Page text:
Cutting Edge: The Latest Info on Web 2.0 started with a presentation from someone at one of my former libraries! It was great to see some photos of places I recognized and had worked! Much of the program was about how to integrate new technologies into our regular, daily work. Some of my favorite "2-point-0-ians" were on the panel including Michael Stephens and John Blyberg. How I wish I could be as bright as they are about connecting public libraries and users!

Who doesn't love an author? And an author who owns and runs an independent bookstore is a huge bonus. Well, that is Louise Erdrich! Her newest book, a souvenir of lunch, The Plague of Doves, is sitting just waiting to be read. It is incredibly hard to capture an author reading the words that they have written. Suffice it to say, it was inspiring!

Sponsorships are the wave of the future for libraries. (Look at municipal stadiums and taxpayer-financed professional ballparks!) A panel discussed the ins and outs of sponsorships. Here are some hints: be sure to spell the sponsor's name correctly, have rules in place (in advance), plan in advance for what you will ask, don't always expect cash. Sponsorships will soon be the lifeblood of library marketing, especially if you do not have a large budget for marketing. I have learned that already!

One of the best programs I attended was Let’s Get Married! Bringing Friends and Foundations Together to Raise More Money. The relationship among library staff, Friends groups, and foundations are among the trickiest in the library world. Everyone has an ego, we need to pay attention to each other and maximize our funding potential. One of my true heroes in this arena is Peter Pearson of the Friends of St. Paul Public Library. Truly one of the huge advantages of my current position is the proximity to St. Paul and the ability to watch him more closely! There is an incredible wealth of information on the PLA Conference site (#238).

Another great program was presented by my friends Past ALA President Pat Schumann and Kathleen Imhoff of Lexington (KY). The program was on marketing without a budget. Kathleen's presentation included 10 easy steps to start, and there were some really great ideas from the audience. It was the perfect example of a great, interactive program which is hard to capture here (or in words anywhere). The best thing, is that it is easy to do!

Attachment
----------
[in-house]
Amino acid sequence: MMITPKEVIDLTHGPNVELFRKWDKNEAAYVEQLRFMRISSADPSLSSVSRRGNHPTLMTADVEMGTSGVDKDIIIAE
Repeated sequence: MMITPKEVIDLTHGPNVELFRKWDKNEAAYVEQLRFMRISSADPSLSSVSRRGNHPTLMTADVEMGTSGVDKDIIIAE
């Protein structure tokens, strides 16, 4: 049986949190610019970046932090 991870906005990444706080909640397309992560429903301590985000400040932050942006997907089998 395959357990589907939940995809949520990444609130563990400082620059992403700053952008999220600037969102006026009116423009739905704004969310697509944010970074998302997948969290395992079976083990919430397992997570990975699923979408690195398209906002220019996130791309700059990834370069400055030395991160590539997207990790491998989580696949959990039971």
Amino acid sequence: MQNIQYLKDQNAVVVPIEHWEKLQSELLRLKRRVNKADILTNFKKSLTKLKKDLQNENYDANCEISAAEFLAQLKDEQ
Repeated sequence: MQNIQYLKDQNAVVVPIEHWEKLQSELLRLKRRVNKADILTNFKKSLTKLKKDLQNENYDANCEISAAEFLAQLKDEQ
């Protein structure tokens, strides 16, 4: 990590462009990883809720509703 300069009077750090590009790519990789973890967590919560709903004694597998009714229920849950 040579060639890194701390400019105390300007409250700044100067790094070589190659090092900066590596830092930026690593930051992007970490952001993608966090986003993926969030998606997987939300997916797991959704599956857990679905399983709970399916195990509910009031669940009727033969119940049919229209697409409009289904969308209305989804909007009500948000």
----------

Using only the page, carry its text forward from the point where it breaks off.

The second to last program I attended was both in a more humorous vein, but also included some great reader's advisory ideas. It was called Superheroes to Serial Killers: Librarians in Literature. As part of the presentation there was a segment called "Serial Killer or Librarian" where a series of photos were projected and the audience was asked to pick one or the other. It was fun, and humorous. My original post includes a link to the reading list -- a must for librarians!

Paula Poundstone was the closing keynote speaker. It is really hard to capture the spirit of a stand up commedienne. Paula is one of my favorite panelists on Wait, Wait, Don't Tell Me (well, after my high school classmate, and original panelist Charlie Pierce...I walked to high school with him!) Some of the presentation was prepared, but clearly parts were not, as when she "picked on" California State Librarian (and PLA Past President) Susan Hildreth. I think that Paula may have been surprised at both our moxie and at the level and type of public librarian represented.

Overall---it was a great conference. As I said at a meeting today, one of the key things about the PLA National Conference is that it is all content. There are no business meetings, it is all programs and exhibits! Too bad I cannot get credit for going to the exhibits...it has been a while since I have had time for that at ALA conferences!